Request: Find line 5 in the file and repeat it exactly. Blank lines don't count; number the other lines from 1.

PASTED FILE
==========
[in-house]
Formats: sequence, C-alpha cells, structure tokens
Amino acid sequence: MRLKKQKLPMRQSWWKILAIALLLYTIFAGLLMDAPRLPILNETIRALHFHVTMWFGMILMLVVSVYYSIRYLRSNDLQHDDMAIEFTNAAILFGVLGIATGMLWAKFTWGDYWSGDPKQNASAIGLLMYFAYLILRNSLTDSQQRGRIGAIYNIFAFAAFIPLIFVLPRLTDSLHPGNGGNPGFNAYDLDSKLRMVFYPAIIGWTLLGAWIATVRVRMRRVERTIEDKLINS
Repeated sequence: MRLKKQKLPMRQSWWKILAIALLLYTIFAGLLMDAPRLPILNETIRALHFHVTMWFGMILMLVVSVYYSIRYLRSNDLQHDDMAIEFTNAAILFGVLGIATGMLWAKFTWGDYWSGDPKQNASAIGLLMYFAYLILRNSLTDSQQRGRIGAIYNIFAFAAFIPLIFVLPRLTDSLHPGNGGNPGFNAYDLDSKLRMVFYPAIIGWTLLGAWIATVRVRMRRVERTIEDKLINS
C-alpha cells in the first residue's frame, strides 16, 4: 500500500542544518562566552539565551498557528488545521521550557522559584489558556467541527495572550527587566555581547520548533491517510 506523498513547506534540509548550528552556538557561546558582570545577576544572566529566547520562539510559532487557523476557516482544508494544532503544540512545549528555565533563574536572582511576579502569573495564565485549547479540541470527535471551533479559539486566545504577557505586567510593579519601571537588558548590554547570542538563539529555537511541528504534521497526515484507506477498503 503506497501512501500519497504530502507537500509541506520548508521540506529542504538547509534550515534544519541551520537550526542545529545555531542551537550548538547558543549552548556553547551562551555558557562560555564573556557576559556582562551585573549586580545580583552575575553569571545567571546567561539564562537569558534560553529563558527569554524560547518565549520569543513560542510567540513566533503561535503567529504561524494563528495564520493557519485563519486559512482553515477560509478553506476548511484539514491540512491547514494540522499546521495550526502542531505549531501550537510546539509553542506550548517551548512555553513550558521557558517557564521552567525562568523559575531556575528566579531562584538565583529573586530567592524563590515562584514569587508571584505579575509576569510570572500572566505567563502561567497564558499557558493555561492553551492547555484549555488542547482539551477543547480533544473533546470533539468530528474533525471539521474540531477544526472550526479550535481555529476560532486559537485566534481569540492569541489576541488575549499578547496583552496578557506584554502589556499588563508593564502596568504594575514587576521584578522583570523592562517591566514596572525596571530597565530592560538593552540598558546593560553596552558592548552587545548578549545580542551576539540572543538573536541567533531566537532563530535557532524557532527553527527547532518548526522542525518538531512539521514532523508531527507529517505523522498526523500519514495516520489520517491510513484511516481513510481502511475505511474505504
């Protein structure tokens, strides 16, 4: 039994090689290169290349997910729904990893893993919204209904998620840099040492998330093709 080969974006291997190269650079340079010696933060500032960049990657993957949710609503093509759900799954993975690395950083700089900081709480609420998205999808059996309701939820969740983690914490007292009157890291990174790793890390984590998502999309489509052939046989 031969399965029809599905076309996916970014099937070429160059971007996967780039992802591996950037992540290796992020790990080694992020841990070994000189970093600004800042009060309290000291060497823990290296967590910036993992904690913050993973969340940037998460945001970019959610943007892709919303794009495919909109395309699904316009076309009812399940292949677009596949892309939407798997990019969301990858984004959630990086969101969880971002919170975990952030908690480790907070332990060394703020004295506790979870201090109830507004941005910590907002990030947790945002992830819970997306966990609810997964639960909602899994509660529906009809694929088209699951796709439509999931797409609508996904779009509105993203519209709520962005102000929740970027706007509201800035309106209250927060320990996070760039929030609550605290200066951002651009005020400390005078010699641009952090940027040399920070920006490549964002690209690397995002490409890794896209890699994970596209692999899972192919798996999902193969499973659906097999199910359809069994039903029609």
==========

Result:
C-alpha cells in the first residue's frame, strides 16, 4: 500500500542544518562566552539565551498557528488545521521550557522559584489558556467541527495572550527587566555581547520548533491517510 506523498513547506534540509548550528552556538557561546558582570545577576544572566529566547520562539510559532487557523476557516482544508494544532503544540512545549528555565533563574536572582511576579502569573495564565485549547479540541470527535471551533479559539486566545504577557505586567510593579519601571537588558548590554547570542538563539529555537511541528504534521497526515484507506477498503 503506497501512501500519497504530502507537500509541506520548508521540506529542504538547509534550515534544519541551520537550526542545529545555531542551537550548538547558543549552548556553547551562551555558557562560555564573556557576559556582562551585573549586580545580583552575575553569571545567571546567561539564562537569558534560553529563558527569554524560547518565549520569543513560542510567540513566533503561535503567529504561524494563528495564520493557519485563519486559512482553515477560509478553506476548511484539514491540512491547514494540522499546521495550526502542531505549531501550537510546539509553542506550548517551548512555553513550558521557558517557564521552567525562568523559575531556575528566579531562584538565583529573586530567592524563590515562584514569587508571584505579575509576569510570572500572566505567563502561567497564558499557558493555561492553551492547555484549555488542547482539551477543547480533544473533546470533539468530528474533525471539521474540531477544526472550526479550535481555529476560532486559537485566534481569540492569541489576541488575549499578547496583552496578557506584554502589556499588563508593564502596568504594575514587576521584578522583570523592562517591566514596572525596571530597565530592560538593552540598558546593560553596552558592548552587545548578549545580542551576539540572543538573536541567533531566537532563530535557532524557532527553527527547532518548526522542525518538531512539521514532523508531527507529517505523522498526523500519514495516520489520517491510513484511516481513510481502511475505511474505504